Christian Specht climbs seven stories to the top of the Fire Island Lighthouse at least once a week, stopping to rest at each of the windows every few stories.
Sometimes the weekly lighthouse volunteer is cleaning out the rotating lens mechanism and adding fuel. Sometimes he’s washing the glass windows from inside the lantern room. In the summer, he’s washing them from the outside, with a 360-degree view of Long Island, Fire Island and the Atlantic Ocean.
“You have to carry the water up,” he said. “You can’t get a hose up that high.”
Specht, 73, of Wantagh, has been volunteering at the lighthouse for six years and said he’ll continue to do so until it stops being fun.
The lighthouse operates under an agreement between the Fire Island Lighthouse Preservation Society and the National Parks Service, said David Griese, administrator for the preservation society; and it depends largely on its 100 or so volunteers.
Specht, who volunteers on Tuesdays but more often than not swings by the lighthouse a few times a week, was a Pan America aviation electrician for 32 years until the day the company shuttered. As a result, he is a jack of all trades when it comes to lighthouse volunteers.
He said he’s done everything from washing windows to electrical work, and also gives tours to students and other visitors if the staff is shorthanded.
“Chris does everything, he’s just fantastic all-around,” Griese said. “Chris is able to provide us with the expertise of the mechanical and maintenance, all those little things it takes in the back scenes to keep the operation going.”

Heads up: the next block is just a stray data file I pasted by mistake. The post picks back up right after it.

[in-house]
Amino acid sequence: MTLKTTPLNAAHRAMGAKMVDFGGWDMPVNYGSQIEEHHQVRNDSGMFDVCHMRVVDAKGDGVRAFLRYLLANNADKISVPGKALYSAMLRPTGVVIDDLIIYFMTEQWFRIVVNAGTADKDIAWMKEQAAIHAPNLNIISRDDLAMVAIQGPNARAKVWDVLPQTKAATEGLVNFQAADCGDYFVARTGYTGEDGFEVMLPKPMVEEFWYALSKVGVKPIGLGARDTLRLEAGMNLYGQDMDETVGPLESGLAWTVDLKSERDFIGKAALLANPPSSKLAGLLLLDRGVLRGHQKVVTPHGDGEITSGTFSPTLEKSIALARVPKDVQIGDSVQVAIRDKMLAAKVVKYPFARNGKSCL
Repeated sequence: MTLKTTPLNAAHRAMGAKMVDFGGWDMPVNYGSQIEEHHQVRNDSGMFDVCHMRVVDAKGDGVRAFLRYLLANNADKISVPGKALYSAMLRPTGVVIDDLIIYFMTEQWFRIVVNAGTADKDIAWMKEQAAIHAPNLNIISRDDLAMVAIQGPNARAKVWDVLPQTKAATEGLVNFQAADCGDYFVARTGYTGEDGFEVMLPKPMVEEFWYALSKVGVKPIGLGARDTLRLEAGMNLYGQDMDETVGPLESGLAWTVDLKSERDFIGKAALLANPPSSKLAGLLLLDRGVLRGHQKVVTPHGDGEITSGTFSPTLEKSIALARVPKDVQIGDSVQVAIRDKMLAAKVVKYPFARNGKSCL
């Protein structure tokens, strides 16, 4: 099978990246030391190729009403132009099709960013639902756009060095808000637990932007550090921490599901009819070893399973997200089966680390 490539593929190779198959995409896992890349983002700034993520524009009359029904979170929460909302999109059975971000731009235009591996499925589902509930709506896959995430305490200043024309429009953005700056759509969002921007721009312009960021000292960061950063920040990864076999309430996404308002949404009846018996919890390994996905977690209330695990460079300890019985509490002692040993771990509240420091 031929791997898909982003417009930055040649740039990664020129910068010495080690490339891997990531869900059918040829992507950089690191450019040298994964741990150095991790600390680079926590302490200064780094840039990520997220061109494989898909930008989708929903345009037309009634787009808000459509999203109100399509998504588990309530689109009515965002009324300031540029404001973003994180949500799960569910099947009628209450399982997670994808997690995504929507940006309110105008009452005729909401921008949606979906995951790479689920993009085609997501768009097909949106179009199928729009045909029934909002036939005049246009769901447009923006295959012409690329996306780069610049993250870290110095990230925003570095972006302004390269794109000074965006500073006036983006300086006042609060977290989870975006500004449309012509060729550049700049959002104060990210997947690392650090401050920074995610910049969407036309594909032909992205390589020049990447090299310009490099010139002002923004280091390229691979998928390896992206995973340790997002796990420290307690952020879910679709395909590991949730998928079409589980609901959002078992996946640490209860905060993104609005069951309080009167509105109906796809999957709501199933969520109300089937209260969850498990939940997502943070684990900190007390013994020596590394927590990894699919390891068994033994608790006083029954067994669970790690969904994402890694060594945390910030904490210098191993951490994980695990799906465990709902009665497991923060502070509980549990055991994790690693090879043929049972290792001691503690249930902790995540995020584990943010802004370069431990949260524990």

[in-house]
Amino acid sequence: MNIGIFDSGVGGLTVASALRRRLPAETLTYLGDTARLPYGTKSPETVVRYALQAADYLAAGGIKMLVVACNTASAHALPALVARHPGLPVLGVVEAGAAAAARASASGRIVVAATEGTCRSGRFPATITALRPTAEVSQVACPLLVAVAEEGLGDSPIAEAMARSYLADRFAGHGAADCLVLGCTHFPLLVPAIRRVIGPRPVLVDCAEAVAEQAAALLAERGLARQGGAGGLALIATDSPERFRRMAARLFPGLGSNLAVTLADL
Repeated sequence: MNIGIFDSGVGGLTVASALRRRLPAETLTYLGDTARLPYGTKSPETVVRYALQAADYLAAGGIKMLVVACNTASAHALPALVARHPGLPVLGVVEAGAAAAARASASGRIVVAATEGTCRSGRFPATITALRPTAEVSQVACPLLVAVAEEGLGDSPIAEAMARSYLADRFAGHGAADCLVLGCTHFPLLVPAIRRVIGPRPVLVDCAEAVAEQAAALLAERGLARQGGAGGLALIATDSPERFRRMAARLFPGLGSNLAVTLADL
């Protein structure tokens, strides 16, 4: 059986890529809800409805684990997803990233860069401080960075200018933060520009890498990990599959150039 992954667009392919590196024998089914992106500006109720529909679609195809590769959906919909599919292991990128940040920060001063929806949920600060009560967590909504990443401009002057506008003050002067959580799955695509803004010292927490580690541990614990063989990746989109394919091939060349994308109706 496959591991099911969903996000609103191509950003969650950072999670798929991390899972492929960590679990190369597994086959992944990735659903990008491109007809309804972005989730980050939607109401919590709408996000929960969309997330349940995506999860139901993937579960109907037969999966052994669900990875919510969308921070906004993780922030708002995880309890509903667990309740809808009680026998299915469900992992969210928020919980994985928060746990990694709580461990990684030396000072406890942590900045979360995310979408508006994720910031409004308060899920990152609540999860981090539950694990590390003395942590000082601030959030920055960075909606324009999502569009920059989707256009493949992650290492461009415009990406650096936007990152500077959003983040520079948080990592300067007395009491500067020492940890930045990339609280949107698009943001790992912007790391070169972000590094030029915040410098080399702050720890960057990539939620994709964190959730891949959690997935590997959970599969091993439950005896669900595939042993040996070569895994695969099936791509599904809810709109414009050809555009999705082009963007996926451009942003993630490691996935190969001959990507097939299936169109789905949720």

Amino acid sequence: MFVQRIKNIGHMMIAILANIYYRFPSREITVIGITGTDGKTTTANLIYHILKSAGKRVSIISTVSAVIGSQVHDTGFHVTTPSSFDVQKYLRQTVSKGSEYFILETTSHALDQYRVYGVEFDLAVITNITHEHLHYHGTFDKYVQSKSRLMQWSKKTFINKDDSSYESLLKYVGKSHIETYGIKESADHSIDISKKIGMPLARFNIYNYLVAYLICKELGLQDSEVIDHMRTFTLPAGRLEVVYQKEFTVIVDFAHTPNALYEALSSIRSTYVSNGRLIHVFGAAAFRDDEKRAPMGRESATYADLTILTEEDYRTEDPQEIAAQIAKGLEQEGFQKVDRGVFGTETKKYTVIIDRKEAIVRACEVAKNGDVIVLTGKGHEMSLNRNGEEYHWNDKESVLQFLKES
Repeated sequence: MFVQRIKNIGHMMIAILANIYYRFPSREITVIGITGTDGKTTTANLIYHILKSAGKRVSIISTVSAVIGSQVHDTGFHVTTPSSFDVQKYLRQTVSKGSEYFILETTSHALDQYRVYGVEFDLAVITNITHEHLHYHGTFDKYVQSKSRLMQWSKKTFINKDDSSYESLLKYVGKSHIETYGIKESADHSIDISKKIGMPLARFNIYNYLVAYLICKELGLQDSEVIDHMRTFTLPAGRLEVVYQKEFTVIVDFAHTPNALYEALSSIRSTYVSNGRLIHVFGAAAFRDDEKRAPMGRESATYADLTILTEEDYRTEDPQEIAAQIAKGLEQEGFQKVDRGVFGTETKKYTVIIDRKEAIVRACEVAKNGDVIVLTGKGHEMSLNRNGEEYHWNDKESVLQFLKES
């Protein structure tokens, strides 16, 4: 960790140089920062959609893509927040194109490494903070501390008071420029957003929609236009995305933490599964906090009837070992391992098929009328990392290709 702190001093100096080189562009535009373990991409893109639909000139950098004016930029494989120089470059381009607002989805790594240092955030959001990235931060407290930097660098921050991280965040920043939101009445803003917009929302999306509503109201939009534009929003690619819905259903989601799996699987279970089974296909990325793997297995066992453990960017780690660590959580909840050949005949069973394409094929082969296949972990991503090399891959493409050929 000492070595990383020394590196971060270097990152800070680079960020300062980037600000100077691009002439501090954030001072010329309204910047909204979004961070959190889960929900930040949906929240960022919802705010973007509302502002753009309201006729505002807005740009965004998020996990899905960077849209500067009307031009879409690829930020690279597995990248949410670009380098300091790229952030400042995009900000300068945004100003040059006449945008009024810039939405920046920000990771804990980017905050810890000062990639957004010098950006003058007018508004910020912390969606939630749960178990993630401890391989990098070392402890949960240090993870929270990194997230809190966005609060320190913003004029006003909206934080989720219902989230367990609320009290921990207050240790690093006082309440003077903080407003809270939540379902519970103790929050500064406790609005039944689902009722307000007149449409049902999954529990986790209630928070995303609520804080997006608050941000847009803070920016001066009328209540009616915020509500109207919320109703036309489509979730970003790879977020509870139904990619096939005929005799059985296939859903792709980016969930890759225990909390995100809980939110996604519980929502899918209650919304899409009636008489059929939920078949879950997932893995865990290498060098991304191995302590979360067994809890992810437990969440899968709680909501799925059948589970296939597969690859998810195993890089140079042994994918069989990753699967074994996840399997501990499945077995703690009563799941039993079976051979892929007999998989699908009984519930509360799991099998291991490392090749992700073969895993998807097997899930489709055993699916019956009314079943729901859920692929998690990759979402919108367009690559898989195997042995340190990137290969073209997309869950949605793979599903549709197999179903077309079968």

About three years ago, a group of volunteers, Specht included, engineered an electrical switchboard, which allows them to monitor the lighthouse lens from the generator room, which he calls “the heart” of the lighthouse.
From the switchboard, he said he can tell at a glance that the lens is lit and rotating properly.
“It’s so advanced, it’s really unreal,” he said. “It monitors the rotation of the light and we can maintain it right from the basement.”
Specht said he and his wife, Joan - who volunteers in the lighthouse gift shop - have always been fascinated by lighthouses. He said they’ve climbed towers from around the Great Lakes to the Florida Keys.
Specht’s voice is full of excitement when he talks about the multi-million dollar original lighthouse lens that is being restored for display in a brand new building under construction next to the lighthouse.
The first-order Fresnel lens, from the original lighthouse built in 1858, was taken from Fire Island in 1933 and put on display in a museum in Philadelphia. Now that the lens is back on Fire Island, said Griese, the society wanted to properly display it and honor its history. The building, modeled after a historic powerhouse, will open and the 18-foot-tall lens will be dedicated in July.
Volunteers are once again playing an important role, Griese said, because in today’s economy, the society could not have afforded to build the $1.2-million lens house, which instead is being completed for about $500,000 thanks to the help of 27 organizations that volunteered their services.
All of the volunteers’ names, including Specht’s, have been written on a beam that runs under the building.
Specht said his work at the lighthouse hardly feels like work.
“It feels great when you go home,” he said. “Like you’re helping keep history alive.”
Pictured above: Chris Specht, a Fire Island Lighthouse volunteer and a former aviation electrician, explains the rotating lens mechanism in the lighthouse's lantern room. (April 12, 2010)